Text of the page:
JALALABAD, Afghanistan (Reuters) - Burning an effigy of U.S. President George W. Bush and chanting anti-U.S. slogans, hundreds of Afghans staged a third day of protests on Tuesday over the killing of civilians by U.S.-led coalition forces.
The police chief for the western province of Herat, Sayed Shafiq Fazli, said 30 civilians had been killed in the past several days by U.S.-led forces, adding to pressure on President Hamid Karzai over civilian casualties as coalition forces hunt for Taliban insurgents.
Tuesday's protests were in the eastern province of Nangarhar, where up to six civilians died on Sunday in the second killing of civilians in the region by U.S.-led coalition troops in less than two months.
The protestors, mostly students, briefly blocked a main road into the provincial capital, Jalalabad, and repeated calls for Karzai to step down.
"Karzai should go. He has no power and he can't serve us," said one student, referring to Karzai's repeated calls for Western troops to avoid civilian casualties.
"We do not want American forces. They should go. Death to America," another chanted, before the protest ended peacefully under a tight police watch.
A powerful tribe in the province, the Shinwar, on Monday vowed not to allow U.S.-led forces and troops under a separate U.S.-led NATO command into their district to hunt the Taliban.
Neighbours of the dead and Nangarhar officials said those killed in the raid on Sunday were civilians, including three women. But the U.S. military said four were Taliban fighters and civilian casualties were a woman and a teenage girl killed in crossfire.
In Herat, protests erupted over the weekend after U.S. officials said more than 130 Taliban had been killed in several days of ground and air attacks.
Provincial authorities rejected the coalition figure of Taliban deaths and dispatched a team to investigate.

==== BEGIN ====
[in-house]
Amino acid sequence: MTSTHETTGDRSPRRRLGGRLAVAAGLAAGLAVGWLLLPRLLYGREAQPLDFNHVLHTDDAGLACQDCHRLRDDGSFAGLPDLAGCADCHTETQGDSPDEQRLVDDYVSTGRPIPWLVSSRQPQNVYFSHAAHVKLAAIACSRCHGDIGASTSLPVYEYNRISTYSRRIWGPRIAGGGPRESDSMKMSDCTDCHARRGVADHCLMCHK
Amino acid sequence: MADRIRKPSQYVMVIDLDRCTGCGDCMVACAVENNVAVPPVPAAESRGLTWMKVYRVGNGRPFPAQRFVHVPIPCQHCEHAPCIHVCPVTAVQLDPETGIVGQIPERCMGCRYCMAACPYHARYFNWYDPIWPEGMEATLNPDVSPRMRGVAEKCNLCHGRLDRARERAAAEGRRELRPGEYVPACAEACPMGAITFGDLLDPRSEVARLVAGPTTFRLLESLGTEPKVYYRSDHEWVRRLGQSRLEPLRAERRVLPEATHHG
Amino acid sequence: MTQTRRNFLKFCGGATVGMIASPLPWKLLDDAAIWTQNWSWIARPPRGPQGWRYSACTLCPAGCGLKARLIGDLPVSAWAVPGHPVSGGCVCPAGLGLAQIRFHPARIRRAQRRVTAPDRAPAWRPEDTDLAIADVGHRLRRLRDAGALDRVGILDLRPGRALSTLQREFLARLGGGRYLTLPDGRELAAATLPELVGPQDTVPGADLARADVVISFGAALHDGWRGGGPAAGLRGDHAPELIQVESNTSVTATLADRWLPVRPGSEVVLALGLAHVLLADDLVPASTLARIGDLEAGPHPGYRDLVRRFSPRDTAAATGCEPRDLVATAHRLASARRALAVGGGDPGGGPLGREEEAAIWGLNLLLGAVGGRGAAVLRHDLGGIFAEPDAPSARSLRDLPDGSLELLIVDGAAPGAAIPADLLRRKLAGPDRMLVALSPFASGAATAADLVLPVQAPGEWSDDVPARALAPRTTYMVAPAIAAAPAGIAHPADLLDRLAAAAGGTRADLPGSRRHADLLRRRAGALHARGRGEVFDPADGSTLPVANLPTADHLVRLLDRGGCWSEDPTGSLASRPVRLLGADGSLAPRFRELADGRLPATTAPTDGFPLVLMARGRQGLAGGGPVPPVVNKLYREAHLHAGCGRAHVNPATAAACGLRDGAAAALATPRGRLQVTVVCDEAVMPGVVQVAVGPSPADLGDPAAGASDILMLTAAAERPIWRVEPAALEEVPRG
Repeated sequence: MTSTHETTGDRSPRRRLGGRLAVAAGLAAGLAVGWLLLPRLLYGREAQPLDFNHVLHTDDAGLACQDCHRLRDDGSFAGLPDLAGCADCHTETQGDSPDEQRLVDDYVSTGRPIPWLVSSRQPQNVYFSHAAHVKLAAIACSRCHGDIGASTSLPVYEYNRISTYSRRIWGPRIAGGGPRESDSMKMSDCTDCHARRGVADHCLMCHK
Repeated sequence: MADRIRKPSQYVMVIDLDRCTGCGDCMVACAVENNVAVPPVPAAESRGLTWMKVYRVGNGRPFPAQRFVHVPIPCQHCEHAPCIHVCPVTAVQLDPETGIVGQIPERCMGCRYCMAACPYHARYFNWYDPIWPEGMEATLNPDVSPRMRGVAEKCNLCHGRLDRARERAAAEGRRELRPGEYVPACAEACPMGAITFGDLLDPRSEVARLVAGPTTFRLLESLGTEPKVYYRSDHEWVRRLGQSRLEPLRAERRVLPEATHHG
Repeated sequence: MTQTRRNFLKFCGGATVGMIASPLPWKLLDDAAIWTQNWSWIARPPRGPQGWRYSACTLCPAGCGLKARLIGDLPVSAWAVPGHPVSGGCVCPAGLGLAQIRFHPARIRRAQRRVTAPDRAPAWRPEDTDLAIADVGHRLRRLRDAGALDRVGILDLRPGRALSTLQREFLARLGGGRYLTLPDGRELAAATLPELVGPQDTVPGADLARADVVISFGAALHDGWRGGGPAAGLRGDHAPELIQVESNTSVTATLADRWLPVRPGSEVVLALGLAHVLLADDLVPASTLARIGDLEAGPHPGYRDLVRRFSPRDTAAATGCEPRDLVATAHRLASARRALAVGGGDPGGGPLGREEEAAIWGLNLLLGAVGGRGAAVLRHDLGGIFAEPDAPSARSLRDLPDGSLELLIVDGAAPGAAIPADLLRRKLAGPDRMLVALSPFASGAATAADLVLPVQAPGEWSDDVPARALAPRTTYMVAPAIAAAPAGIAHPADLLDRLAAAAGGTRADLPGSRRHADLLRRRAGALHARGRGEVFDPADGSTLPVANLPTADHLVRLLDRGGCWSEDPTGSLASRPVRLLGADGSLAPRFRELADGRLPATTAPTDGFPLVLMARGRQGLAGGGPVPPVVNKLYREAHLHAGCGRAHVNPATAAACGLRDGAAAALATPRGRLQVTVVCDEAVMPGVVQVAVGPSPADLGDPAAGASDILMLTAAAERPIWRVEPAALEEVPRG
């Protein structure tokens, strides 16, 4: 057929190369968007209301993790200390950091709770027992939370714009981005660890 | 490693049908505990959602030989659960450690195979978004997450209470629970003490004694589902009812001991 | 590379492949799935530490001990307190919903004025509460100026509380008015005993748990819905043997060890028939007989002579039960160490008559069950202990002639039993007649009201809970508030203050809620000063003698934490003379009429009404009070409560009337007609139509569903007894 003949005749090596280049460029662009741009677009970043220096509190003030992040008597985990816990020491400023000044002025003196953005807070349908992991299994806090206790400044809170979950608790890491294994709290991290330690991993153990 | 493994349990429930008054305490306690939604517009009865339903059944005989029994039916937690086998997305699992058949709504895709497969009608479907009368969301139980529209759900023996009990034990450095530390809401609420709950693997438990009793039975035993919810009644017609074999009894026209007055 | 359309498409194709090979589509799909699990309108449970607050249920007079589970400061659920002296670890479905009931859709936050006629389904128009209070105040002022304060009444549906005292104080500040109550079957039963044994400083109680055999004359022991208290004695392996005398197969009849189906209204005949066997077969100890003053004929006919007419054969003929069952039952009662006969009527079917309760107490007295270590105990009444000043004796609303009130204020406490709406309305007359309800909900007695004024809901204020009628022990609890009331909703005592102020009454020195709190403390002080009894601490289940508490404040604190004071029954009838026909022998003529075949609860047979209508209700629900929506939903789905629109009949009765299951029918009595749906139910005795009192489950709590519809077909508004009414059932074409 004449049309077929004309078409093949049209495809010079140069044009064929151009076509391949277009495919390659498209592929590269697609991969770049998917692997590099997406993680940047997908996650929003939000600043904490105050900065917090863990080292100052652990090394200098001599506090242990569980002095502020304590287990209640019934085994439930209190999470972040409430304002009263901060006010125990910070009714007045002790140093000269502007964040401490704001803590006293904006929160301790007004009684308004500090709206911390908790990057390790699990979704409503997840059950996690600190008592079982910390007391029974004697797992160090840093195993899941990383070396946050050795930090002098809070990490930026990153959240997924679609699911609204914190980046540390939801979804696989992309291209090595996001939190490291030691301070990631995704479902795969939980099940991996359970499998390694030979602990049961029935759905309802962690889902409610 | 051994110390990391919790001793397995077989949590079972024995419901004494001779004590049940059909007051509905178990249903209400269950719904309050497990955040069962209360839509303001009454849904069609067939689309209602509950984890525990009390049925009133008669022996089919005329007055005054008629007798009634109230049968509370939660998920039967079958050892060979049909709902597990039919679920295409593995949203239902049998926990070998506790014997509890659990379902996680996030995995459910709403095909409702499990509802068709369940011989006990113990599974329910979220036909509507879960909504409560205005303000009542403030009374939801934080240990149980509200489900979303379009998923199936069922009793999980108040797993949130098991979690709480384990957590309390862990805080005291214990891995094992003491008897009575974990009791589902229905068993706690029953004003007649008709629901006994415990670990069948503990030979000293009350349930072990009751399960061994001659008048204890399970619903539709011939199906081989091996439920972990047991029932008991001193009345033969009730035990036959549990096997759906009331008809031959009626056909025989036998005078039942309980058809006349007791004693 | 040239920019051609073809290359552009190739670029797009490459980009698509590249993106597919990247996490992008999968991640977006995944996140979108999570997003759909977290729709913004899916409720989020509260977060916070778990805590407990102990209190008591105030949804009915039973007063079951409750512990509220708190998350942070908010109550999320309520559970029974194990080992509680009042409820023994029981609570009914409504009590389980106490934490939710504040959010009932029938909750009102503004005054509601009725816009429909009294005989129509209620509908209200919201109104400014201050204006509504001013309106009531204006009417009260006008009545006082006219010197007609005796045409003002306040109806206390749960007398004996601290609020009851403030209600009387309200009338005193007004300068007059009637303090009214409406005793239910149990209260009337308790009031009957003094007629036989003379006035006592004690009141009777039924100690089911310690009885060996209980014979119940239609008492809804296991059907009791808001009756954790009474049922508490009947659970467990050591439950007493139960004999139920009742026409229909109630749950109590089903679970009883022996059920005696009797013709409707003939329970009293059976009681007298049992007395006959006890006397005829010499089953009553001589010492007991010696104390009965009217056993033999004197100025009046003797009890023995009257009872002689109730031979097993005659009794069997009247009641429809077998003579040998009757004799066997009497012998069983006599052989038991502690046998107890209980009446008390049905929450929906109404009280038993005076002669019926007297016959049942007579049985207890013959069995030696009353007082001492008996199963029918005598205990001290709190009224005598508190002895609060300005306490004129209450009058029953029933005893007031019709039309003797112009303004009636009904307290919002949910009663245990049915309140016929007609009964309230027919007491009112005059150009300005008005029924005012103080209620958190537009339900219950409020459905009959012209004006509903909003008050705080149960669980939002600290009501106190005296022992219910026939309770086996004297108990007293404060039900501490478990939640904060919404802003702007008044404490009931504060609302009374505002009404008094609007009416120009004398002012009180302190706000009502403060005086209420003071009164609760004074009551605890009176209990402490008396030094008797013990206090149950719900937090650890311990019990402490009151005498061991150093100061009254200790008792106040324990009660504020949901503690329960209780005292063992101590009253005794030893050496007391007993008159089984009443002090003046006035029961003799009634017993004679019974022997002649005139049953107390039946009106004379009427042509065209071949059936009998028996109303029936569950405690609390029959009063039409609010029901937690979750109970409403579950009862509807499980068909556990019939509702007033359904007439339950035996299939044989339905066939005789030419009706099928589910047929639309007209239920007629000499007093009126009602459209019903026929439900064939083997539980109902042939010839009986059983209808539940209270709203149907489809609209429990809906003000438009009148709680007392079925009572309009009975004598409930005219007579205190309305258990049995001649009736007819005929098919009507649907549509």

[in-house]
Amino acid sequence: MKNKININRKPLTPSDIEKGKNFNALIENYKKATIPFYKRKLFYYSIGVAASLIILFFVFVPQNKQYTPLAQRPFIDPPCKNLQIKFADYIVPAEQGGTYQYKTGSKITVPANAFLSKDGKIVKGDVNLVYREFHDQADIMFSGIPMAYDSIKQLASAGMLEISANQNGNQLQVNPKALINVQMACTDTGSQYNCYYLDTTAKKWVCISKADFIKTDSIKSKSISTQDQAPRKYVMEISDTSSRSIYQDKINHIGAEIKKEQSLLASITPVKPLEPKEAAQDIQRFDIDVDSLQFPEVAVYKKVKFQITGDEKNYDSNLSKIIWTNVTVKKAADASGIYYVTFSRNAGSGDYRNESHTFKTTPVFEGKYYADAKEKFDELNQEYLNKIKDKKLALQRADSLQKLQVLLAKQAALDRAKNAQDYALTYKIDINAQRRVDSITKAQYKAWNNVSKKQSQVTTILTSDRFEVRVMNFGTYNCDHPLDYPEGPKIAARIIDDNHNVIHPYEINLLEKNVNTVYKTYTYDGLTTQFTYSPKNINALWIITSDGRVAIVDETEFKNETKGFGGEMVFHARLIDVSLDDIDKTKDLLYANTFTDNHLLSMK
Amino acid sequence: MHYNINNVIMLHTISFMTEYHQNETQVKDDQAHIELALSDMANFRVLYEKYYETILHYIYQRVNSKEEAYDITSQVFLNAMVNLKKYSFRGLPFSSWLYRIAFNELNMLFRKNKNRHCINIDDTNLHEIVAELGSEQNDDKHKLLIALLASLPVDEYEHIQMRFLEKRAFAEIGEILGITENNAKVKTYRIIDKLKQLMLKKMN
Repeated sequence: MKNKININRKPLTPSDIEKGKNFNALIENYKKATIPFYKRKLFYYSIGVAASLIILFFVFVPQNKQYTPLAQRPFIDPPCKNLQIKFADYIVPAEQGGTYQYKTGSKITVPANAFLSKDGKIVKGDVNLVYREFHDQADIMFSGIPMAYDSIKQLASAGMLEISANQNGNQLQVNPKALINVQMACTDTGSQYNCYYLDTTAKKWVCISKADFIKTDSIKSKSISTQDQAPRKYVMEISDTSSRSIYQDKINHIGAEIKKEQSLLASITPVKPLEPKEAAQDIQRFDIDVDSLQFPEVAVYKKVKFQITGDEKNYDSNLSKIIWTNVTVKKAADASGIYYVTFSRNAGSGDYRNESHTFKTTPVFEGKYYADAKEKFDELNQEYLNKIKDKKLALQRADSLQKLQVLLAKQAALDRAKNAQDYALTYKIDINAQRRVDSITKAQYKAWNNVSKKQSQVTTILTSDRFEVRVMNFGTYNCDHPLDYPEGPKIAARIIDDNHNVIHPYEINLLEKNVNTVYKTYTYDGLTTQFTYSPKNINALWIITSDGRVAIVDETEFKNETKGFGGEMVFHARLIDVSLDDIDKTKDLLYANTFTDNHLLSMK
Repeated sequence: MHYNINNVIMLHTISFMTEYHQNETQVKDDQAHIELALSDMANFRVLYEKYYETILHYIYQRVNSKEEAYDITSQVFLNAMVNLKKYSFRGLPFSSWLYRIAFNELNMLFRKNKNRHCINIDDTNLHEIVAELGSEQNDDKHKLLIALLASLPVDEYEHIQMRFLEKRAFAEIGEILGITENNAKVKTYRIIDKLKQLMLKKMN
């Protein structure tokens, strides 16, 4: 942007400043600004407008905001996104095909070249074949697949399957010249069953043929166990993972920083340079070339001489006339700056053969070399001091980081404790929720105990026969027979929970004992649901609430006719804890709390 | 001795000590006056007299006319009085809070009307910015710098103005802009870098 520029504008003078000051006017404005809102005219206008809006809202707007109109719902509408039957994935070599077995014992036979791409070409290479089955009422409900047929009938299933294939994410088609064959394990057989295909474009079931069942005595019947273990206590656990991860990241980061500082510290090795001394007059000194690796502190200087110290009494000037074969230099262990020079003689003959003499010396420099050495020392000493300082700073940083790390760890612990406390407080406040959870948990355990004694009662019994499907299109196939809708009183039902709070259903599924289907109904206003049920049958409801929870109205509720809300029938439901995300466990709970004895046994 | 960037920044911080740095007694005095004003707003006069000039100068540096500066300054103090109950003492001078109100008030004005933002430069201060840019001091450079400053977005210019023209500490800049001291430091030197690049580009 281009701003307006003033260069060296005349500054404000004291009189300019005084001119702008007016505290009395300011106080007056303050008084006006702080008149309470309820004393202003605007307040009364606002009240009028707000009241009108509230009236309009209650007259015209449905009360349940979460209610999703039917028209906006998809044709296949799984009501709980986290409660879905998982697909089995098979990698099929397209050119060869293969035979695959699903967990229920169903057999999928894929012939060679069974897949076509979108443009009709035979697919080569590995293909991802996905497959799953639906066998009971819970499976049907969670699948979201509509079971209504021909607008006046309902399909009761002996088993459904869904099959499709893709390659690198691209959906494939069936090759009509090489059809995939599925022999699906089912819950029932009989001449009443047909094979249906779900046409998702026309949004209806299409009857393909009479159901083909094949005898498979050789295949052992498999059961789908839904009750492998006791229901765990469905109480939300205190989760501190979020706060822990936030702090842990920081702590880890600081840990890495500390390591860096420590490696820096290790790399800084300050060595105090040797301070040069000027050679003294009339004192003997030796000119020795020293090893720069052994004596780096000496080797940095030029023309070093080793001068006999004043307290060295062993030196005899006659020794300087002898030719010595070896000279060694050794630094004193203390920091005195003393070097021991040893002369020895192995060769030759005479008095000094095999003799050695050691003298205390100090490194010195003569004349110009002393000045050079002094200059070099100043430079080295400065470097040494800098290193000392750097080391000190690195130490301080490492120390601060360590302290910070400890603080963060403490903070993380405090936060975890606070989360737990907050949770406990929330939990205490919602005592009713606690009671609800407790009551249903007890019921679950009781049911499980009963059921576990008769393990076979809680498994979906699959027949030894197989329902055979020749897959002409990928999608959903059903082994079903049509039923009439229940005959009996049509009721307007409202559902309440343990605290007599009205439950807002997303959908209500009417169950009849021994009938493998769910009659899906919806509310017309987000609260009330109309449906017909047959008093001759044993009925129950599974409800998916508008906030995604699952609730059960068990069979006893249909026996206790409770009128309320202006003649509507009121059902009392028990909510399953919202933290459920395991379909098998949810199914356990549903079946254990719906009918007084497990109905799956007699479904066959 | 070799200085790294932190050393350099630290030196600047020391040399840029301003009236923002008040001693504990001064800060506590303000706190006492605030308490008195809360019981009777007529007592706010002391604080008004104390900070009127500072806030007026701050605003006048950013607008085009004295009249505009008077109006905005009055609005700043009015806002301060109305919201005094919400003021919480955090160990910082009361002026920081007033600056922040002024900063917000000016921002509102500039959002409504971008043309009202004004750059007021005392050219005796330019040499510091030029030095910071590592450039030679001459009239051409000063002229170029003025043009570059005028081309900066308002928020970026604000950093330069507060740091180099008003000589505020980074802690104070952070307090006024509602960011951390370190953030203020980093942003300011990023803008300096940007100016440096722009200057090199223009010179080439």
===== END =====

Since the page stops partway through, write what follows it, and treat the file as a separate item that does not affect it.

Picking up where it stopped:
"We have learnt from various sources ... that 30 civilians are among those killed," police chief Fazli told reporters in Herat city.
The death toll of suspected Taliban killed in the raids was less than reported by the U.S. military, he said.
The deaths in Nangarhar follow the killing in early March of nearly a dozen civilians by U.S. Marines.
The Marines opened fire after their convoy was attacked by a suicide car-bomber. The unit was called home after protests.
Neighbours of those killed at the weekend attended Tuesday's protest and said five people had died, including two women, with only a young girl surviving from the family. Afghan police and the U.S.-led forces say six were killed.
Civilian deaths are a sensitive issue for Karzai and the foreign troops, facing an upsurge in attacks by the Taliban in what is seen as a crunch year for both sides in the conflict.
Scores of civilians have died, most due to suicide bombings and other attacks by the Taliban, but a significant number also due to action by foreign forces.
More than 4,000 people, including 1,000 civilians, died last year in the worst fighting since the Taliban were ousted in 2001.
(Additional reporting and writing by Sayed Salahuddin)
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